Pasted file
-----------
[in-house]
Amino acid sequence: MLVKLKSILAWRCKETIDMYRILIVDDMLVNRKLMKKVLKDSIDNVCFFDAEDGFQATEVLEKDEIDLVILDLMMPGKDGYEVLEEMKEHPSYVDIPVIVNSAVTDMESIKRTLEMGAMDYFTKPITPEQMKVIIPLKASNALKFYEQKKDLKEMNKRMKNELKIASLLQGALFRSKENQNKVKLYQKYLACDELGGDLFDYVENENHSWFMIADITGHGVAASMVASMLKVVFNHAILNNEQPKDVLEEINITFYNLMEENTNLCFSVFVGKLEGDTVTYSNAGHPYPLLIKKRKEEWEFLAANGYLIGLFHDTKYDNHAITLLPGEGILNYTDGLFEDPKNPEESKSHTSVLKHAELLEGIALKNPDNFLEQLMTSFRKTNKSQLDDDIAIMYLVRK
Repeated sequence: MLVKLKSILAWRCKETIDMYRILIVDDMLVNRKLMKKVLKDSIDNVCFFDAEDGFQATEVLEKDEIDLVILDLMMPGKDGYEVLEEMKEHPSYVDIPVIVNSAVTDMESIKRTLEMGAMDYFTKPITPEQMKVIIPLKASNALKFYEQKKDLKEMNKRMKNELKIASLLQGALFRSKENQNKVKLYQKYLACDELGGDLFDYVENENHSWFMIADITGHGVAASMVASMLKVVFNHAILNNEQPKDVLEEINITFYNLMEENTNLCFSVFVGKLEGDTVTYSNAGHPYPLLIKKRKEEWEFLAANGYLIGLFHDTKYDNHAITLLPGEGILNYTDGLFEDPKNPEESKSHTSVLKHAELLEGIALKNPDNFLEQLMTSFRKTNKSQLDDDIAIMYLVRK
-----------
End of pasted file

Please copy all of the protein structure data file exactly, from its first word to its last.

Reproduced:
[in-house]
Amino acid sequence: MLVKLKSILAWRCKETIDMYRILIVDDMLVNRKLMKKVLKDSIDNVCFFDAEDGFQATEVLEKDEIDLVILDLMMPGKDGYEVLEEMKEHPSYVDIPVIVNSAVTDMESIKRTLEMGAMDYFTKPITPEQMKVIIPLKASNALKFYEQKKDLKEMNKRMKNELKIASLLQGALFRSKENQNKVKLYQKYLACDELGGDLFDYVENENHSWFMIADITGHGVAASMVASMLKVVFNHAILNNEQPKDVLEEINITFYNLMEENTNLCFSVFVGKLEGDTVTYSNAGHPYPLLIKKRKEEWEFLAANGYLIGLFHDTKYDNHAITLLPGEGILNYTDGLFEDPKNPEESKSHTSVLKHAELLEGIALKNPDNFLEQLMTSFRKTNKSQLDDDIAIMYLVRK
Repeated sequence: MLVKLKSILAWRCKETIDMYRILIVDDMLVNRKLMKKVLKDSIDNVCFFDAEDGFQATEVLEKDEIDLVILDLMMPGKDGYEVLEEMKEHPSYVDIPVIVNSAVTDMESIKRTLEMGAMDYFTKPITPEQMKVIIPLKASNALKFYEQKKDLKEMNKRMKNELKIASLLQGALFRSKENQNKVKLYQKYLACDELGGDLFDYVENENHSWFMIADITGHGVAASMVASMLKVVFNHAILNNEQPKDVLEEINITFYNLMEENTNLCFSVFVGKLEGDTVTYSNAGHPYPLLIKKRKEEWEFLAANGYLIGLFHDTKYDNHAITLLPGEGILNYTDGLFEDPKNPEESKSHTSVLKHAELLEGIALKNPDNFLEQLMTSFRKTNKSQLDDDIAIMYLVRK